Many garden pests also to love sheet mulching as it provides cover from prey, and facilitates burrowing. Slug tend to love this paper/cardboard layer, if you didn’t have a slug problem before the sheet mulch; there’s a pretty good chance you will have one after it. Earwigs and ants also seem to love a good layer of cardboard, I regularly find massive colonies that follow the cardboard around the garden, almost like they use the space underneath as a sort of super-highway. Raccoons eventually realize there is a smorgasbord [type of Scandinavian meal served buffet style] hiding under there, and the rest is history. It is important to remember that this isn’t necessarily a bad thing, but could pose problems when done in close proximity of your home.

In closing… Sheet mulching is an effective way to create a garden quickly, and cheaply. I will continue to use this method in the future, just a little more cautiously than in the past. Many of the issues I discussed will probably be the exception, as opposed to the rule of the garden. As with any type of construction project, even the problems with a one in a million chance of happening need to be addressed. The same goes with your garden, at least if it has been considered; you will not be caught with your pants down.

plant petunias and question everything – chriscondello

This website and all of the information presented within is provided for free by the author… Me… It is my sole opinion and is not representative of anyone other than myself… Although this website is free… I sell prints of my photography here – – or you can contact me directly with questions at – – Although it isn’t a requirement… It helps…

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Practical Permaculture – The Art Of Weeds


I used to consider pulling weeds tedious work, this was before I learned how to properly manage them. The weeds that are growing in your garden have a story to tell, it’s up to us to figure out how to translate what they are saying. I have found countless websites that focus on identification, but when it comes to the basic stuff “like how to pull them”, I find the internet to be lacking. Not many people realize how much thought can go into weeding a garden bed, yet alone how to pull weeds out of an entire vacant lot. This post will focus on weeds, what they mean, and how to pull them.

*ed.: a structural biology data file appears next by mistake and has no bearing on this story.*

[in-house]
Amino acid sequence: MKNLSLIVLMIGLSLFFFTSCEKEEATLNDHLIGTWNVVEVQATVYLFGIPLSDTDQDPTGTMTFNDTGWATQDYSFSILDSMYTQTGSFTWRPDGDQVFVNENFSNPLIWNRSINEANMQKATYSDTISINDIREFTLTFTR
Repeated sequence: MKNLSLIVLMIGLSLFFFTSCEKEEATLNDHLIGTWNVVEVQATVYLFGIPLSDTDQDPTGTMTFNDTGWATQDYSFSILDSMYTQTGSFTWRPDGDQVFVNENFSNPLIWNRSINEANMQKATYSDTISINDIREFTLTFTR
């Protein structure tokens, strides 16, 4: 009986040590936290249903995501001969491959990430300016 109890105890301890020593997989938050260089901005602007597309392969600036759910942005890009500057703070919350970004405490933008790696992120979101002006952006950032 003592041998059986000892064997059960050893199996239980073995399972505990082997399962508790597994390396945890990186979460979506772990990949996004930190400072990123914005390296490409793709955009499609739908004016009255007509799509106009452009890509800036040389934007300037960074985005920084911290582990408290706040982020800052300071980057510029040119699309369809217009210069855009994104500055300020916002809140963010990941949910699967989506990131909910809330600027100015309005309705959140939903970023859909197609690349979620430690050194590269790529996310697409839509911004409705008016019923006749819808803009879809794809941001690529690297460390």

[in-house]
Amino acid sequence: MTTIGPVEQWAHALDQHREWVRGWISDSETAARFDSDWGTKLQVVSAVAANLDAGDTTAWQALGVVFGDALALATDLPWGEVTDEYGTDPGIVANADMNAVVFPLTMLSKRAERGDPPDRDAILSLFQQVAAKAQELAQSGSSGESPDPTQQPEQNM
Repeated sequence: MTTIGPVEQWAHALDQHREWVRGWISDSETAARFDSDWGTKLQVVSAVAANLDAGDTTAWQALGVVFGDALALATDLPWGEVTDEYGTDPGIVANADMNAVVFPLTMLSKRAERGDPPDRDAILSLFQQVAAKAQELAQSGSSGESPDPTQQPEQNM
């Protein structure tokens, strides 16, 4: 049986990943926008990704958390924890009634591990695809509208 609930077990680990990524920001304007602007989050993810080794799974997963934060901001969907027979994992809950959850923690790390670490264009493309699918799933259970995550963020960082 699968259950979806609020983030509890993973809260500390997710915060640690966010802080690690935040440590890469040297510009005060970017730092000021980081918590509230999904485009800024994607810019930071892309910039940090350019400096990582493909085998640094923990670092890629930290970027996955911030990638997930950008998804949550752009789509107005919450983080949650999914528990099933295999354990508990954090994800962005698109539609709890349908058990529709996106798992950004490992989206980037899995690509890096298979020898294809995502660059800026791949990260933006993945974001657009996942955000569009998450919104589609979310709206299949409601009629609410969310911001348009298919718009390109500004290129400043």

Weeds can tell you massive amounts of information relating to the land you are planning on working, you just have to know how to read the data growing in front of you. What you and I consider weeds, play an important role in reclaiming disturbed lands. Whether having evolved as a legume, replacing nitrogen where none existed, or creating quick shade to aid in the establishment of bio-diversity… All weeds have their place…

Permaculture isn’t really so much about weed eradication, the weeds are going to grow one way or another. The simple act of composting the weeds you pull instead of throwing them away is a basic permaculture principle, learning which ones to leave in the ground, and for how long is an art. Many weeds are perfectly acceptable when left in the ground, and often play a major role in the overall eco-system of your garden. A little bit of experience will tell you which ones have seed heads that when ripe, explode, sending seeds 20′ into your garden! Sometimes all the weeds need, is some selective pruning, and diligent dead heading before the end of August to stop the spread of new weeds.

As a gardener who had no money to invest, I found myself learning ways around… well.. anything that costs money… I have never really been able to afford soil samples on my own so I had to learn the natural indicator plants in order to get a mental map of what I was working with. Every vacant urban lot you come in contact with is “disturbed” land and will almost always shows drastic signs of this. Bind weed, Thistles, knotweed and grasses are all commonplace, what interests me is many of these weeds tell a story about your soil.

Bindweed – One of the most common exotic invasive I find in Wilkinsburg and the Pittsburgh region, this plant absolutely thrives in hard-pan clay. Bindweed can take years to effectively eliminate from a lot, owing to its ability to rampantly sprout from the roots, and the extremely long viability of its seeds lasting up to 20 years. Pull it or mow it and stay on top of it until you have choked it out. Bindweed can take years to eliminate from your garden but it is by no means impossible.

Dandelion – When they flourish, you have acidic soil.

Russian and Canada Thistle – I hate thistles due to the difficulty of removing them when they get to the size of a christmas tree, I have seen Canadian thistles 10 feet tall. Thistles absolutely love acidic soil and will usually only thrive in disturbed acidic soil, I find if you can neutralize the acid in the soil the thistles will disappear on their own.

Clovers – All – Sign of low nitrogen in your soil, the solution is as simple as leaving the clovers, when clover is present don’t remove it unless it is in the middle of a planned bed. When you remove it, bury it on site or compost it.